Few of us can claim to be the authors of our fate. Jacqueline Bouvier Kennedy knows no other choice. With the eyes of the world watching, Jackie uses her effortless charm and keen intelligence to carve a place for herself among the men of history and weave a fairy tale for the American people, embodying a senator’s wife, a devoted mother, a First Lady—a queen in her own right.

But all reigns must come to an end. Once JFK travels to Dallas and the clock ticks down those thousand days of magic in Camelot, Jackie is forced to pick up the ruined fragments of her life and forge herself into a new identity that is all her own, that of an American legend.

Thoughts

Stephanie Marie Thornton delves into the world of American politics once again for her novel And They Called It Camelot which features the life of Jacqueline Bouvier Kennedy Onassis who is one of history’s most iconic figures. Therein lies the problem because if you are at all familiar with the Kennedy clan then you will learn nothing new and will discover a rather sanitised tale perpetuating the Camelot myth of the title. The novel begins with a quick excursion through Jackie’s early years leading up to her eventual meeting with the charismatic Jack Kennedy who is beginning to make a name for himself in political circles. Jack and Jackie are instantly attracted to each other and the relationship is encouraged by Joe Kennedy as he recognises Jackie has all the attributes required to be the perfect political wife. The wedding takes place on 12 September 1953 and gives Jackie the first glimpse of what her life will be like in the media spotlight.

The first few years of their marriage are tough as Jack’s health deteriorates from a combination of Addison’s disease and a debilitating back problem which has to be kept hidden from the public so it doesn’t affect Jack’s chances of regaining his seat in the Senate. As Jack’s health improves, the couple experience further setbacks when Jackie’s first two pregnancies end in a miscarriage and the stillbirth of a daughter. When Jack resumes his campaigning, Jackie also becomes increasingly aware of her husband’s infidelity and decides to accompany him as a means of preventing it. The extent of Jack’s affairs are not explored in any great detail, however many of these affairs were with women who were on his or Jackie’s staff and are likely to have caused Jackie a great deal of pain.

Once Jack is elected president, Jackie is keen to find something for herself and embarks on a massive restoration project in the White House which ends with her hosting a television tour watched by more than 56 million viewers. Jackie’s time as First Lady is well documented with the author careful to show she was more than a pretty bauble on her husband’s arm, however their days in the White House are glossed over with few details on Jack’s policies and more on Jackie’s official visits abroad. There is no mention of Jack’s increasing health problems or his growing dependency on narcotics to keep him functioning. Of course, Kennedy’s time in the White House was destined to be a short one and there is a lot of foreshadowing going on which is both understandable and annoying at the same time. Yes, we know it’s all going to end horribly.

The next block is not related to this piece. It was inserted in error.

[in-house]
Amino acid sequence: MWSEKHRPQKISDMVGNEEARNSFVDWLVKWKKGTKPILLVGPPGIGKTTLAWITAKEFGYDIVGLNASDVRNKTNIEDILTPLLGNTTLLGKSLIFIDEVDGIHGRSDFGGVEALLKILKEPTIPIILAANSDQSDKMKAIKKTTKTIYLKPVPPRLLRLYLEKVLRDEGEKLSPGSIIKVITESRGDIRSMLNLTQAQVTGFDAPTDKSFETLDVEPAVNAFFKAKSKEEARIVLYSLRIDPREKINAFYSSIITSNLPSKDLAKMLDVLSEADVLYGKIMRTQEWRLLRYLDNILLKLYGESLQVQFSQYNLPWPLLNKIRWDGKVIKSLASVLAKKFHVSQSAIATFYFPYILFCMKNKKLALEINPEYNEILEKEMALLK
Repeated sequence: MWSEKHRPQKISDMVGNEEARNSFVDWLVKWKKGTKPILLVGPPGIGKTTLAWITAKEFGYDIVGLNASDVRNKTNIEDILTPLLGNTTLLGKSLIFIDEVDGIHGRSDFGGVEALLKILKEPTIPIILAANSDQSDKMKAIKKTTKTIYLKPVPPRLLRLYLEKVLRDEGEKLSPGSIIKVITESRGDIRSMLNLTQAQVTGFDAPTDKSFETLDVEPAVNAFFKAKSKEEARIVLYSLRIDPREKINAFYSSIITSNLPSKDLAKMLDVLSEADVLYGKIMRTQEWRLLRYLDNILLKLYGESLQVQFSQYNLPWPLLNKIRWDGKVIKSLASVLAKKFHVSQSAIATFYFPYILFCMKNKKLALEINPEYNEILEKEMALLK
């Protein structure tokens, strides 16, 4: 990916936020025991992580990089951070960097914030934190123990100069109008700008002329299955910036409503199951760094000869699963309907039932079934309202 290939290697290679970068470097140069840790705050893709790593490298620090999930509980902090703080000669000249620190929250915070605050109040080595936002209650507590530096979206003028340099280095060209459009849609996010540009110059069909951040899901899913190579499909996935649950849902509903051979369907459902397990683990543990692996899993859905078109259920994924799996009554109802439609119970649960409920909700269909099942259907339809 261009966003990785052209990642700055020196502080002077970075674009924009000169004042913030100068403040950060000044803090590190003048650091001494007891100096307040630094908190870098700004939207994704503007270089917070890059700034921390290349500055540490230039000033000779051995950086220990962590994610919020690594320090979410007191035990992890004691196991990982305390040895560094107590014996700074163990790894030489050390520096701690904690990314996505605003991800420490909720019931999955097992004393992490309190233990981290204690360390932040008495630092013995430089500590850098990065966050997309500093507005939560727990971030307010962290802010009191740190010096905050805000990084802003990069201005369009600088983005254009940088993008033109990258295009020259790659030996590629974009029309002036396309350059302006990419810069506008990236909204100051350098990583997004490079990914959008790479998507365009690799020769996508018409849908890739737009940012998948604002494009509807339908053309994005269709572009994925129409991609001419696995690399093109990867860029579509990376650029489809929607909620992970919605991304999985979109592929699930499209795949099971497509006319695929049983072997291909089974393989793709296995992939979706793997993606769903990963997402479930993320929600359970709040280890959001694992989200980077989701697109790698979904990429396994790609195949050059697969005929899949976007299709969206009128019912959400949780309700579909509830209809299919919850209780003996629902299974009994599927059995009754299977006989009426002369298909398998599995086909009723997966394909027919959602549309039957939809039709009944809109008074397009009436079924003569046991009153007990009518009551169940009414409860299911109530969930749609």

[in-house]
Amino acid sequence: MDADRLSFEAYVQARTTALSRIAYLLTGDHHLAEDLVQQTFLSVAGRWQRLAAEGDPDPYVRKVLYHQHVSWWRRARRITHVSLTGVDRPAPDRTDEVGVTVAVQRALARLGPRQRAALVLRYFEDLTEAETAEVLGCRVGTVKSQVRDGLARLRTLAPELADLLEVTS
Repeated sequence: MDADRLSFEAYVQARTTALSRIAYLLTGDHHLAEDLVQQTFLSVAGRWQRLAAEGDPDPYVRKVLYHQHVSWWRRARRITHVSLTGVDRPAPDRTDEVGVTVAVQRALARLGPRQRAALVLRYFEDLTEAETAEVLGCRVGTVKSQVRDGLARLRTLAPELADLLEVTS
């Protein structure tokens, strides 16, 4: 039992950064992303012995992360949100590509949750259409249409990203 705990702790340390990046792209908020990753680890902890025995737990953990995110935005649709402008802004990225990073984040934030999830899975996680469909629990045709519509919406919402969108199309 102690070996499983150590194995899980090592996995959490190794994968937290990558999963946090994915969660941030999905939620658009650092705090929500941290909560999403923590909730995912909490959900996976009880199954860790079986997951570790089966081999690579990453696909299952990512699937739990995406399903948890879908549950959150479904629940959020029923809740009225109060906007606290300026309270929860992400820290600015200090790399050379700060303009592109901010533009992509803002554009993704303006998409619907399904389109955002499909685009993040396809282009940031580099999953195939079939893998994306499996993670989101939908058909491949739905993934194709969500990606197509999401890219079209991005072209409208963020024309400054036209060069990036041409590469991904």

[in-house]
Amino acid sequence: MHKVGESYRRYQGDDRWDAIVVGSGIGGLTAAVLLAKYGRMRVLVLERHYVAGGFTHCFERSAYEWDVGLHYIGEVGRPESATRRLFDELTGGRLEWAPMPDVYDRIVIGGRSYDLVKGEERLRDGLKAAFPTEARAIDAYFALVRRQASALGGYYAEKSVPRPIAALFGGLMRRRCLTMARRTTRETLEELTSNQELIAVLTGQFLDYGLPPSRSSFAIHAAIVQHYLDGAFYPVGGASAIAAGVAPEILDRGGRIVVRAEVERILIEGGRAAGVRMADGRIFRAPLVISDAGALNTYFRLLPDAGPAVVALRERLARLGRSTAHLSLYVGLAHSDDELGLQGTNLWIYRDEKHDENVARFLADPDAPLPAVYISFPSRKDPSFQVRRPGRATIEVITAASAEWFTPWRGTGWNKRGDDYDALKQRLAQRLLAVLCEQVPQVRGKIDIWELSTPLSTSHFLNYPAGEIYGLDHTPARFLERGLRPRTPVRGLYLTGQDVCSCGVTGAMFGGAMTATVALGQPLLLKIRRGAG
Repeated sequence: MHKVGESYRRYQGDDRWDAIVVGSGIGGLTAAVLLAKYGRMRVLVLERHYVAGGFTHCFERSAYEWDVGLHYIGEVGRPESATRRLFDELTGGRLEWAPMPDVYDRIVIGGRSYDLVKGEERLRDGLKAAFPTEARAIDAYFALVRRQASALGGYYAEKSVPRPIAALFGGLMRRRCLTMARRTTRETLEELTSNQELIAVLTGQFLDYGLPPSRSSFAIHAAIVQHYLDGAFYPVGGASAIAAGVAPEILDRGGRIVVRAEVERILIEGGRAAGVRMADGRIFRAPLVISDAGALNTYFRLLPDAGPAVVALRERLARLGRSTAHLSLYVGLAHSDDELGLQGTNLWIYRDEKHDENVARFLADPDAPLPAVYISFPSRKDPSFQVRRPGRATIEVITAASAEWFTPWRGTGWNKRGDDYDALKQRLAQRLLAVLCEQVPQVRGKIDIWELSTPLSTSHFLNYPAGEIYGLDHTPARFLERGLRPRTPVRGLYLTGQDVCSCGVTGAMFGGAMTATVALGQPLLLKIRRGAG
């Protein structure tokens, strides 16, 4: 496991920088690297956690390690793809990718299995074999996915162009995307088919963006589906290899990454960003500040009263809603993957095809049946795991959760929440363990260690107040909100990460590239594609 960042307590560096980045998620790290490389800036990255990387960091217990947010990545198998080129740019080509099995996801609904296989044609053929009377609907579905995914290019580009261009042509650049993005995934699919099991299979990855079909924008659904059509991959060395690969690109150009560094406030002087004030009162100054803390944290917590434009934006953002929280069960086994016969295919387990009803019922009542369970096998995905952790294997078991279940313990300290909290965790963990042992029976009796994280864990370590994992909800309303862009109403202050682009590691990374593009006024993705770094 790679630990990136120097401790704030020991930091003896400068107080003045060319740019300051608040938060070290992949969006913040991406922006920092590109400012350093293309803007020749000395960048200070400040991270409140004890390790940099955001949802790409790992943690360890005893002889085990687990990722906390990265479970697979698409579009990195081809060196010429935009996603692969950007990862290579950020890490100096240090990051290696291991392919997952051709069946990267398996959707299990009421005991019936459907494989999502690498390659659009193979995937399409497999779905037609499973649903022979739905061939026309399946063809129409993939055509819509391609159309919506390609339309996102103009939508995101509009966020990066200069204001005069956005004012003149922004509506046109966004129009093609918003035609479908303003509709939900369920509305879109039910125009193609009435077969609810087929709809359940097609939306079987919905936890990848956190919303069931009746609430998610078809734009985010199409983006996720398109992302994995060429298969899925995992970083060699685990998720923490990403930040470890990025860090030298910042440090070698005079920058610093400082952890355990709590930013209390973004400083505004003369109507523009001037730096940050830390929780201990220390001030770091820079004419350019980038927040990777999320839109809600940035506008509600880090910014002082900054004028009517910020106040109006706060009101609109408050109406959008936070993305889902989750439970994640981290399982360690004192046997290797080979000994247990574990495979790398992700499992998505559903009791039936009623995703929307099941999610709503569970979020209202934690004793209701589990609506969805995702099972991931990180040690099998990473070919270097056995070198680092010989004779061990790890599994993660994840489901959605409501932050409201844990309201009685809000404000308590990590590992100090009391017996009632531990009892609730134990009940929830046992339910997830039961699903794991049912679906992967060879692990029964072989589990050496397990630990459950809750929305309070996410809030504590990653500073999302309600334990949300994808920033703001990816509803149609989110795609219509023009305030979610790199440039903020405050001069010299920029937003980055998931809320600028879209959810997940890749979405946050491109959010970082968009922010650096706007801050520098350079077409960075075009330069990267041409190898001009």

After the assassination, Thornton faithfully recounts the shattering affect it has on Jackie and the aftermath is genuinely heartbreaking as it brings to mind those famous pictures of a veiled Jackie and John Jr saluting his father’s coffin. Jackie’s closeness with Bobby Kennedy is portrayed as two people mourning the loss of a loved one with implications it could have been more, however the author simply states in the afterword she wants the reader to make up their own mind. As Jackie is drawn back into the political world by Bobby’s presidential campaign, the foreshadowing begins again as Jackie fears her brother-in-law is being too reckless with his safety. Bobby’s assassination is the last straw for Jackie as she grasps Aristotle Onassis’s proposal so she can escape America for the sake of her children.

The final chapters meander tediously through Jackie’s disastrous marriage to Ari and the alleged curse she brings down on them all. The story ends with Jackie attending the dedication of the John F Kennedy Library with her children and professing to be finally content with herself. Jacqueline Bouvier Kennedy Onassis died of cancer on 19 May 1994 and was buried in Arlington National Cemetery next to her first husband.

I usually enjoy Stephanie M Thornton’s explorations of female historical figures but I struggled with this book and I think it is partly due to the fact the author had to condense so much of Jackie’s life into one novel. Jackie had a rich life, albeit one with a lot of tragedy, but it feels like some events were skimmed over quickly in an effort to move on to the next one. There’s also the fact that Jackie’s story is still so familiar to most people, even decades later, and it feels like retreading old ground. The one relationship in the novel that did intrigue me the most though was the one between Jackie and her younger sister, Caroline Lee Bouvier, who lived an equally colourful life.